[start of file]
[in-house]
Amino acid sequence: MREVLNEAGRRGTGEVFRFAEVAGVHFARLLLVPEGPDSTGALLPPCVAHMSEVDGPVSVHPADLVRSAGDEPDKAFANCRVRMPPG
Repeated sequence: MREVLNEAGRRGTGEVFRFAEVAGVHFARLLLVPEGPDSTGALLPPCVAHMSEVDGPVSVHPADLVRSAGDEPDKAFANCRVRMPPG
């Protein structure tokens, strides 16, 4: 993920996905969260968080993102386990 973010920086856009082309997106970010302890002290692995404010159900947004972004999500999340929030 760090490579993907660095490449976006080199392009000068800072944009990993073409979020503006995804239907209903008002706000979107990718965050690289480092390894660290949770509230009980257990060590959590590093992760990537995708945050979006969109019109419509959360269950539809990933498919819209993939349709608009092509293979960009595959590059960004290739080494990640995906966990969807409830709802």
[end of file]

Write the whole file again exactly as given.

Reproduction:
[in-house]
Amino acid sequence: MREVLNEAGRRGTGEVFRFAEVAGVHFARLLLVPEGPDSTGALLPPCVAHMSEVDGPVSVHPADLVRSAGDEPDKAFANCRVRMPPG
Repeated sequence: MREVLNEAGRRGTGEVFRFAEVAGVHFARLLLVPEGPDSTGALLPPCVAHMSEVDGPVSVHPADLVRSAGDEPDKAFANCRVRMPPG
């Protein structure tokens, strides 16, 4: 993920996905969260968080993102386990 973010920086856009082309997106970010302890002290692995404010159900947004972004999500999340929030 760090490579993907660095490449976006080199392009000068800072944009990993073409979020503006995804239907209903008002706000979107990718965050690289480092390894660290949770509230009980257990060590959590590093992760990537995708945050979006969109019109419509959360269950539809990933498919819209993939349709608009092509293979960009595959590059960004290739080494990640995906966990969807409830709802």